People Who Lived Through Y2K Reveal How They Prepped For The Digital Apocalypse
Remember all that Y2K hype that computers would crash and kill us all? Well it never happened, but many people prepared for it anyway. Given world events, some of us are ready again.
Kawhidoyoucare asked Y2K survivors: What was the most radical action someone you know did to prepare for the "apocalypse?"
Submissions have been edited for clarity, context, and profanity.
10. When you need barrels of food.
I worked for Sam's Club during that time. Y2K was really, really good for business there.
I know a guy who stockpiled a few hundred pounds of rice and beans.
Four months after Y2K
"So what are we having for dinner tonight, Dad?"
"You know exactly what we're having."
"...god damn it."
9. Back to the old fashioned way.
I worked for a newspaper. We basically did everything twice the day before, and we were prepared to essentially typeset and prep the newspaper manually if the sh*t hit the fan so we could get info out. It sounds simple, but it was a ridiculous amount of work to prepare for.
We basically did everything twice the day before,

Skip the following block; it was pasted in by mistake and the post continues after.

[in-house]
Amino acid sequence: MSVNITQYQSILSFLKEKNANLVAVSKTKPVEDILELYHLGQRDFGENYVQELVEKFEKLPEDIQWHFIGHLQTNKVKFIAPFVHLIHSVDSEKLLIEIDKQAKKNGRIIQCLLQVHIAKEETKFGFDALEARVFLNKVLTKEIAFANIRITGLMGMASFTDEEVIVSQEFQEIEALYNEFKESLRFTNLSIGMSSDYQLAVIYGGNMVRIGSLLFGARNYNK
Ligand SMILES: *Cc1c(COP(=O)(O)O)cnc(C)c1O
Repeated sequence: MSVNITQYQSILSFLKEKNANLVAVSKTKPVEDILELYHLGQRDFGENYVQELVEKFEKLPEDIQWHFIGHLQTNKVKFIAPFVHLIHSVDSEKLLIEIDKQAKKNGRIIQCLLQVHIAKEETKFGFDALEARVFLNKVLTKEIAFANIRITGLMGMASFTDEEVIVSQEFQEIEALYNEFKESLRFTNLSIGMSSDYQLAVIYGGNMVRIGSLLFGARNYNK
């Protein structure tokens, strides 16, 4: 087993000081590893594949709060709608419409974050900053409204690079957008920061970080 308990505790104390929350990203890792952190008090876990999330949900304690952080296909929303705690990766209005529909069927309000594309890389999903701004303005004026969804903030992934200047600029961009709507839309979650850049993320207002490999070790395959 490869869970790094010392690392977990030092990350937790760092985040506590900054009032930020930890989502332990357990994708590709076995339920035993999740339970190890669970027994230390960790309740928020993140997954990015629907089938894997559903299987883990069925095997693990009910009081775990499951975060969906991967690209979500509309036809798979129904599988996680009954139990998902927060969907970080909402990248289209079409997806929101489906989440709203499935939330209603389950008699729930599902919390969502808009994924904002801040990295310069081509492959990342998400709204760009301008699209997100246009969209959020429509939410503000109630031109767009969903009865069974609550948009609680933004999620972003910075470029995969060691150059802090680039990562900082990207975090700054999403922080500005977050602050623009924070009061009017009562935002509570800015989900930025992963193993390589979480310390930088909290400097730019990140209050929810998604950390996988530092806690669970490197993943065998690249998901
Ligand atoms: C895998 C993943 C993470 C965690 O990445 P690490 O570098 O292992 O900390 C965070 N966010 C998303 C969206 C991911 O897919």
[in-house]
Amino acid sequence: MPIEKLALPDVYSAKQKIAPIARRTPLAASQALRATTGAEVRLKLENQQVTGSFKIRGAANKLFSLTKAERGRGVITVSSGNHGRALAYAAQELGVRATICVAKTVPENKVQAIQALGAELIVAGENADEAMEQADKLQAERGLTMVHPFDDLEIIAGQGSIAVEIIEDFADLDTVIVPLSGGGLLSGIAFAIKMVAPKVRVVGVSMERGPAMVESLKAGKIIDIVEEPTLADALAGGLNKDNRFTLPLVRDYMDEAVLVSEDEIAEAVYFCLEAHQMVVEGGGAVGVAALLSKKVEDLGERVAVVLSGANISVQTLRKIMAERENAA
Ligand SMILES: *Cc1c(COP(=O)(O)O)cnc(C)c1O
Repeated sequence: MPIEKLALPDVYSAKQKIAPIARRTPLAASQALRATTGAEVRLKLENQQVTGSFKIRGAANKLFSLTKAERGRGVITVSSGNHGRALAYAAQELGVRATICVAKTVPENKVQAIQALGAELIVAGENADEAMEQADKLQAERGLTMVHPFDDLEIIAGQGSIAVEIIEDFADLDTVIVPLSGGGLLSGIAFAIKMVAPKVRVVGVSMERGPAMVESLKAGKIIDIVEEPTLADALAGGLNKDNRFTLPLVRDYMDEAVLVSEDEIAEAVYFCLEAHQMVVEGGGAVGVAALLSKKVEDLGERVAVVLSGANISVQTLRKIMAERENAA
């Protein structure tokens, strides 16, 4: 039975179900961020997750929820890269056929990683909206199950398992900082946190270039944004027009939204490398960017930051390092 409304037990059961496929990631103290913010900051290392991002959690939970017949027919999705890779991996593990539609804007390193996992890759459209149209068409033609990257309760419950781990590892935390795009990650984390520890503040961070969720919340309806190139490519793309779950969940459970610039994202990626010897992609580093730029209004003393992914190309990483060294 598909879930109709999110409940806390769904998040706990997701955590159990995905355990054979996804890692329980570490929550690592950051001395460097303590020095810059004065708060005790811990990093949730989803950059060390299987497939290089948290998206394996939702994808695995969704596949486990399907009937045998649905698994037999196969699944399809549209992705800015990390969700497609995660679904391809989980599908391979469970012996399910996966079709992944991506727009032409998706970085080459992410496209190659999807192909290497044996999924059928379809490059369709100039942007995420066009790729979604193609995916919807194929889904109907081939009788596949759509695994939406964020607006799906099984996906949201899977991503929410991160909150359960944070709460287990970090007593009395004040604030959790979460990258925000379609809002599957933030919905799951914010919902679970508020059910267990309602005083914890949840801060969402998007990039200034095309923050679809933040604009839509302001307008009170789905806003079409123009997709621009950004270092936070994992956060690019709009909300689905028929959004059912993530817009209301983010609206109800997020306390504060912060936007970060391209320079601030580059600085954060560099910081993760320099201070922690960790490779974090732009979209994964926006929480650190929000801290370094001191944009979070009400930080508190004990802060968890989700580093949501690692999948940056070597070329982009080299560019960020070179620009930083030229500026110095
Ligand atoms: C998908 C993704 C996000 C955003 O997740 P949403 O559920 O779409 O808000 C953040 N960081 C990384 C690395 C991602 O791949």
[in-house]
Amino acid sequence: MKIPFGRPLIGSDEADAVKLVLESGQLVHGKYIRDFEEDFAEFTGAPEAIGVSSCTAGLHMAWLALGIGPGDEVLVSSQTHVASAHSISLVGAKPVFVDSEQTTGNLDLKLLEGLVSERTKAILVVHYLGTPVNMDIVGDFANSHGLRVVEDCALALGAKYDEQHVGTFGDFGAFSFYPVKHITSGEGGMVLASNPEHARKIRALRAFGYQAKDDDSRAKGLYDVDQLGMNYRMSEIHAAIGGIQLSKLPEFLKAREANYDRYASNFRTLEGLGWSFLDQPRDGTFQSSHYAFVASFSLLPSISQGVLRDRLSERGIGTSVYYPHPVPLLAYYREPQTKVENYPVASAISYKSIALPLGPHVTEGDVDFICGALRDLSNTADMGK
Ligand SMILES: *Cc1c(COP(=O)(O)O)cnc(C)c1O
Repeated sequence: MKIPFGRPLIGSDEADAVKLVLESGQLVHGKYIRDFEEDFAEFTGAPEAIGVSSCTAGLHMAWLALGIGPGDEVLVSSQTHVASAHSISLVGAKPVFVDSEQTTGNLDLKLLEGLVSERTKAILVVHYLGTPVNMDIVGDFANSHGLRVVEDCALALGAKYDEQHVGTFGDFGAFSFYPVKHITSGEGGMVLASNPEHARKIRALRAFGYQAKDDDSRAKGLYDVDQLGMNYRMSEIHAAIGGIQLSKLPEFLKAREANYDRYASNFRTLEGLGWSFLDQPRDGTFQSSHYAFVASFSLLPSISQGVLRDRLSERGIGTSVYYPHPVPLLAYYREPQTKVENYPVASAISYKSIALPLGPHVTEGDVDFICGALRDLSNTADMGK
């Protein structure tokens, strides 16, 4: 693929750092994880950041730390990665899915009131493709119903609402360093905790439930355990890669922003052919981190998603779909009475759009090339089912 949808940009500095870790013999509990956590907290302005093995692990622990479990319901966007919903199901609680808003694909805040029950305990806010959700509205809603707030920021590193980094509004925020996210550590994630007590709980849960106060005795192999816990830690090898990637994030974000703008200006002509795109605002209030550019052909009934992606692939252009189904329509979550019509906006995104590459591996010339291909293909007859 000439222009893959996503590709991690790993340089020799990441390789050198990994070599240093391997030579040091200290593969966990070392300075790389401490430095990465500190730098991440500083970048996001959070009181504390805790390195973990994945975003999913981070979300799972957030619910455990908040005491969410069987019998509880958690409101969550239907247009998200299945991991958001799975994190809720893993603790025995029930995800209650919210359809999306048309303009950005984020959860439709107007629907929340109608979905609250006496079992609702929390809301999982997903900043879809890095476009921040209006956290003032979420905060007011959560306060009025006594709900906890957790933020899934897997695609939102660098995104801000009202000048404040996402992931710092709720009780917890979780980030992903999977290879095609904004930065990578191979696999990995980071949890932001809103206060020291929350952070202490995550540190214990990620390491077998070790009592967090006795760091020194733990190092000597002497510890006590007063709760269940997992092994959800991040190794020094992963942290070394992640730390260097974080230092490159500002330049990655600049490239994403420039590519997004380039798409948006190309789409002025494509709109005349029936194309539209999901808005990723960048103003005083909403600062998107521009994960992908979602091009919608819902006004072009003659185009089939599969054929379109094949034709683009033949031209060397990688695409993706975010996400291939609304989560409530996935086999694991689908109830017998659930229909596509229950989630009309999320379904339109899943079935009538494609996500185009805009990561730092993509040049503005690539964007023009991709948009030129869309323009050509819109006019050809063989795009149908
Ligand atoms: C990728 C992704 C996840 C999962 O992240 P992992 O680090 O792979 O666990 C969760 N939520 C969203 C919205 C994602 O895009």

Please tell me you made two different front pages:
Y2K A Y2ZERO: EVERYTHING NORMAL
CIVILIZATION COLLAPSES: CITY PLUNGED INTO DARK AGES
8. Might as well go out happy.
Girlfriend was working at a grocery store. Apparently one old guy came in and bought like ridiculous amounts of molasses, and, iirc, peanut butter. Definitely sure about the molasses, though. It would keep you alive, I guess!
Blackstrap molasses prevents scuuurrvvyyyy
It doesn't, really, but it is Rich in b vitamins and they used to give it in sailor's rations when they were trying to figure out how to prevent scurvy.
7. Legit though.
My aunt stocked up on Hot Pockets. Apparently that's all you need.
Haha! I know a lady who filled a deep freeze with a year's worth of frozen food. She didn't even have a generator.
6. Setting up a barter system.
My aunt and uncle bought an entire ton of shredded wheat. Their church assigned each family something to get so that they could all share and support each other during the fallout, and that's what they had. They ate shredded wheat for breakfast for many, many years after that
Edit: apparently I remembered wrong! I told my parents about this this morning and they said my aunt and uncle actually bought wheat berries that they had to grind themselves. They still have the grinder too.
Why didn't the church just get everyone to divide up what they'd stockpiled anyway? Or get people to donate some of it to the food pantry? Or organise a delivery to other food banks/homeless shelters? Or literally one million other things that would have actually been useful.
They probably had some nice regular bowel movements though
Those are important during the collapse of civilization.
5. Free is always good.
We lived in the mountains, and in the last couple of years before Y2K several pepper families moved in to our neighborhood. We're talking ammunition bunkers, panic rooms and cellars full of food.